Deportation of Immigrants with a criminal conviction

Deportation of Immigrants with a criminal conviction

The Sessions vs. James Dimaya case concerning of deportation brings the crucial question back into account as to whether immigrants should be deported if they commit a serious crime or not. Dimaya, a native of the Philippines legally immigrated to the United States in 1992. He was sentenced on two separate counts of domestic burglary in 2007 and 2009. Due to these sentences, the United States government attempted to deport Dimaya in 2010, asserting that these convictions were “aggravated felonies” under the Immigration and Nationality Act (INA). Most of the opinion, in this case, had held that a part of the INA used to deport immigrant criminals was unconstitutionally “vague.”

‘Crime of Violence,’ is a provision of the INA for the purpose of removal proceedings. In the context of Federal Law, if an immigrant is convicted of an “aggravated felony,” he/ she is subject to deportation even if he/she is living in the States legally. Aggravated felony implies of any crime regarded in the US and several other judicial systems as more serious than a misdemeanor or minor wrongdoing. As per an immigration court in the US, Dimaya was deported because he was found guilty of first- degree burglary which met the “crime of violence” definition.

Four types of immigration status exist in the US :

US Citizens These are people who were either born in the U.S. or who have become “naturalized” after three or five years as permanent citizens.

Permanent or Conditional Residents Legal Permanent Residents (LPRs) are those who have a “green card.” Conditional residents are those who have been married less than two years before they obtained their green card.

Non- immigrants These are people who live in the country legally but on a temporary basis. These can be students, business visitors or tourists, fiancées and those individuals who are granted temporary protected status.

Undocumented These are people who live or are in the country without permission or illegally. Any person who is undocumented is under the risk of being deported against them at any time. This results in a highly stressful and unstable living situation.

A crime of moral turpitude (CMT) can also put a person into removal proceedings. Anyhow, two ways committing a crime of moral turpitude could put a person into removal proceedings-

  1. A person commits a crime of moral turpitude during the first five years after their admission to the US.
  2. A person commits two or more crimes of moral turpitude that did not arise out of a single scheme of criminal misconduct at any time after their admission to the US.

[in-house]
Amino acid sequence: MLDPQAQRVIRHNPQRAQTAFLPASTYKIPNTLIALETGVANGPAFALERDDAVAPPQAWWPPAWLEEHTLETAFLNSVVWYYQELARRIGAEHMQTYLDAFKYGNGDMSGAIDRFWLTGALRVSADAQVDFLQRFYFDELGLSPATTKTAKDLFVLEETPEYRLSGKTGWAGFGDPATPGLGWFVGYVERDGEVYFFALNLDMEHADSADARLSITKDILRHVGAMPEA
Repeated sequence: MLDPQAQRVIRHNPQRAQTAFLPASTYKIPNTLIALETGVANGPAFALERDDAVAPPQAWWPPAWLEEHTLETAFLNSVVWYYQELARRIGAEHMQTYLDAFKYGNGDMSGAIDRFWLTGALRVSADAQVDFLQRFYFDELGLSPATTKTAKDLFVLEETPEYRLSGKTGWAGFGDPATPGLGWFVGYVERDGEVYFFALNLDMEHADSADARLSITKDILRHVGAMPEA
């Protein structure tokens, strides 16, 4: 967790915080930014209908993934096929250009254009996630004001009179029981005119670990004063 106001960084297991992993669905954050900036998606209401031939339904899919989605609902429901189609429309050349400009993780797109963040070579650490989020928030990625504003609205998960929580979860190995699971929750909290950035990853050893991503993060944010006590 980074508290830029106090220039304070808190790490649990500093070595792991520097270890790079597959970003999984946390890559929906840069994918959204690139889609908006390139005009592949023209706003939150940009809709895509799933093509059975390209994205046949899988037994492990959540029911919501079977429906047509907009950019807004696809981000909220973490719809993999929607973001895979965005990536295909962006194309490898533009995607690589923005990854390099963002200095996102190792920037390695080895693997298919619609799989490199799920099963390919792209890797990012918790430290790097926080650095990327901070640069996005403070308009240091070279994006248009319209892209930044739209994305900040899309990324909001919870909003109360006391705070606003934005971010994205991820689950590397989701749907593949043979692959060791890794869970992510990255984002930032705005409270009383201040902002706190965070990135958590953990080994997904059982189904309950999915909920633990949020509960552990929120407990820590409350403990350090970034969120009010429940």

To know whether you committed your crime within 5 years after your admission to the US, you must start with the date when the crime was committed and count back five years. If you were legally admitted to the US from a border, airport, or any other point of entry during those 5 years, you might be placed into removal proceedings. If more than five years have passed, then you are not deportable.

Other crimes that can make an immigrant deportable are drug crimes, illegal firearms possession or sales, espionage, domestic violence, stalking, child abuse or neglect, human trafficking, terrorist activity, and more. Last year, 2,26,000 immigrants were deported from the United States. But thousands of other immigrants weren’t expelled, even though they committed crimes as serious as sexual abuse. Thus, what is and what isn’t a deportable crime can be difficult to determine, as US immigration law is rife with conditions and often needs to be interpreted by a judge.

Undocumented immigrants are often prioritized for deportation even for a very minor offense, such as traffic violations. Even legal immigrants with green cards can be deported for some very minor crimes, including possessions of small amounts of almost any illegal drug. A standard justification given for deporting immigrants convicted of crimes is to prevent them from committing future crimes in the country. But how far is it justified to differentiate between criminal A and criminal B on the grounds of the same crime but having the difference of citizenship?

What are your thoughts? Should immigrants be deported if they commit a serious crime?

1 Comment
  • Seydziya MOINOSSADAT
    Posted at 19:36h, 03 May Reply

    If they do a serious crime like murder or aggravated assault with weapon like robbery or putting people’s life in danger yes but for many other crimes I don’t believe they should be deported or even detain as long as it is some petty misdemeanor charges such as possession of marijuana or maybe some benzo or similar drugs

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